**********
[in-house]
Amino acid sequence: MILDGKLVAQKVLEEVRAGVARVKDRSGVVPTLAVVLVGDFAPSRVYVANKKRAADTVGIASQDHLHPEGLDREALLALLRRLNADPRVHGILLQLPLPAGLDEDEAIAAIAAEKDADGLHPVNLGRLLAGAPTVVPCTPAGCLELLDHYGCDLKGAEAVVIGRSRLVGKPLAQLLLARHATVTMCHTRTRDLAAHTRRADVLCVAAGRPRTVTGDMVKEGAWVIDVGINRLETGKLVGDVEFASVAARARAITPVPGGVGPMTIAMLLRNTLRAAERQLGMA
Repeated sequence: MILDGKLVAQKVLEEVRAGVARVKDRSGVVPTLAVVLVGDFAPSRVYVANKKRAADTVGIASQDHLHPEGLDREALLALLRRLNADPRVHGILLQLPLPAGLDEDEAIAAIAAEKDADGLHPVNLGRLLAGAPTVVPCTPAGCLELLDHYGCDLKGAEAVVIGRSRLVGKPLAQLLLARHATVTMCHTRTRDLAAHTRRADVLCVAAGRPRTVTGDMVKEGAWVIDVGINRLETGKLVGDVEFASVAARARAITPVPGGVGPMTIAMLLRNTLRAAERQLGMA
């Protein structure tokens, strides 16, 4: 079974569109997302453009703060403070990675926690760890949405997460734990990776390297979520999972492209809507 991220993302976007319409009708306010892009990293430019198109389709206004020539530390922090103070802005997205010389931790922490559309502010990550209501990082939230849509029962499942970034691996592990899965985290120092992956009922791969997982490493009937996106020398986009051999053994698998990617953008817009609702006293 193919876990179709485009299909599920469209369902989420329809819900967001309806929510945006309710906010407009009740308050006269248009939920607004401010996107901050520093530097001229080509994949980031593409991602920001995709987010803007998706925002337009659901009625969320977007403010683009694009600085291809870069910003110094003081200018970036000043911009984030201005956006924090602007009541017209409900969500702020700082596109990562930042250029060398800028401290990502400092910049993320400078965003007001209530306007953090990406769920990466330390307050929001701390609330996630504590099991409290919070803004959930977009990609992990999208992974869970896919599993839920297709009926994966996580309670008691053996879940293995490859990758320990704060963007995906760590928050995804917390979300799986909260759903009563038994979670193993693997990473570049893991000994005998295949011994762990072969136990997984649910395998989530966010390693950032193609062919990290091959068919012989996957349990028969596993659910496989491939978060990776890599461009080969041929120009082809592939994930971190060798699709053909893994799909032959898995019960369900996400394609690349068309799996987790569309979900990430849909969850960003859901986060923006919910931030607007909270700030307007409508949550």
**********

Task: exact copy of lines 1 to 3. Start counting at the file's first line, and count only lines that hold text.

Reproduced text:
[in-house]
Amino acid sequence: MILDGKLVAQKVLEEVRAGVARVKDRSGVVPTLAVVLVGDFAPSRVYVANKKRAADTVGIASQDHLHPEGLDREALLALLRRLNADPRVHGILLQLPLPAGLDEDEAIAAIAAEKDADGLHPVNLGRLLAGAPTVVPCTPAGCLELLDHYGCDLKGAEAVVIGRSRLVGKPLAQLLLARHATVTMCHTRTRDLAAHTRRADVLCVAAGRPRTVTGDMVKEGAWVIDVGINRLETGKLVGDVEFASVAARARAITPVPGGVGPMTIAMLLRNTLRAAERQLGMA
Repeated sequence: MILDGKLVAQKVLEEVRAGVARVKDRSGVVPTLAVVLVGDFAPSRVYVANKKRAADTVGIASQDHLHPEGLDREALLALLRRLNADPRVHGILLQLPLPAGLDEDEAIAAIAAEKDADGLHPVNLGRLLAGAPTVVPCTPAGCLELLDHYGCDLKGAEAVVIGRSRLVGKPLAQLLLARHATVTMCHTRTRDLAAHTRRADVLCVAAGRPRTVTGDMVKEGAWVIDVGINRLETGKLVGDVEFASVAARARAITPVPGGVGPMTIAMLLRNTLRAAERQLGMA